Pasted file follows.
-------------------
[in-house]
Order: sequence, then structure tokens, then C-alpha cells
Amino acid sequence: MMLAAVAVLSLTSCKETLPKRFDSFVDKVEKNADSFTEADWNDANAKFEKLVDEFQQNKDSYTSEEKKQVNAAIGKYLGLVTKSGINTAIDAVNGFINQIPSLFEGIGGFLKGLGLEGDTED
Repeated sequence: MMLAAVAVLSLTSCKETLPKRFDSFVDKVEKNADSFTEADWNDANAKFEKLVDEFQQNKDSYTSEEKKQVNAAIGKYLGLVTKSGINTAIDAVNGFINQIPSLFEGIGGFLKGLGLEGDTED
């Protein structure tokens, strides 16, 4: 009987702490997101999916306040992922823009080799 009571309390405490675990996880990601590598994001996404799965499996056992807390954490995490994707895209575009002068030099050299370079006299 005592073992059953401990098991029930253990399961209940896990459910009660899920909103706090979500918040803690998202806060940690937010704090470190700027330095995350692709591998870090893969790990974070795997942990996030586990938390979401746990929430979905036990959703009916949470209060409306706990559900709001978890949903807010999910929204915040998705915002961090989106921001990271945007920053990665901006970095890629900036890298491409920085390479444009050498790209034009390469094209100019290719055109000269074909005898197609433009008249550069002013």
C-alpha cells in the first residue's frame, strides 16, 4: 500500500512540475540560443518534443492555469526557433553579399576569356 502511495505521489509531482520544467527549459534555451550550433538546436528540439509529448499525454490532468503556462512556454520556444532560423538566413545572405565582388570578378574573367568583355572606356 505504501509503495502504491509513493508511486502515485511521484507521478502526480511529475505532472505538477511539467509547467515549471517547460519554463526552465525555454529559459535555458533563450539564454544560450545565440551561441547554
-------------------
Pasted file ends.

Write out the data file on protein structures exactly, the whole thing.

[in-house]
Order: sequence, then structure tokens, then C-alpha cells
Amino acid sequence: MMLAAVAVLSLTSCKETLPKRFDSFVDKVEKNADSFTEADWNDANAKFEKLVDEFQQNKDSYTSEEKKQVNAAIGKYLGLVTKSGINTAIDAVNGFINQIPSLFEGIGGFLKGLGLEGDTED
Repeated sequence: MMLAAVAVLSLTSCKETLPKRFDSFVDKVEKNADSFTEADWNDANAKFEKLVDEFQQNKDSYTSEEKKQVNAAIGKYLGLVTKSGINTAIDAVNGFINQIPSLFEGIGGFLKGLGLEGDTED
């Protein structure tokens, strides 16, 4: 009987702490997101999916306040992922823009080799 009571309390405490675990996880990601590598994001996404799965499996056992807390954490995490994707895209575009002068030099050299370079006299 005592073992059953401990098991029930253990399961209940896990459910009660899920909103706090979500918040803690998202806060940690937010704090470190700027330095995350692709591998870090893969790990974070795997942990996030586990938390979401746990929430979905036990959703009916949470209060409306706990559900709001978890949903807010999910929204915040998705915002961090989106921001990271945007920053990665901006970095890629900036890298491409920085390479444009050498790209034009390469094209100019290719055109000269074909005898197609433009008249550069002013």
C-alpha cells in the first residue's frame, strides 16, 4: 500500500512540475540560443518534443492555469526557433553579399576569356 502511495505521489509531482520544467527549459534555451550550433538546436528540439509529448499525454490532468503556462512556454520556444532560423538566413545572405565582388570578378574573367568583355572606356 505504501509503495502504491509513493508511486502515485511521484507521478502526480511529475505532472505538477511539467509547467515549471517547460519554463526552465525555454529559459535555458533563450539564454544560450545565440551561441547554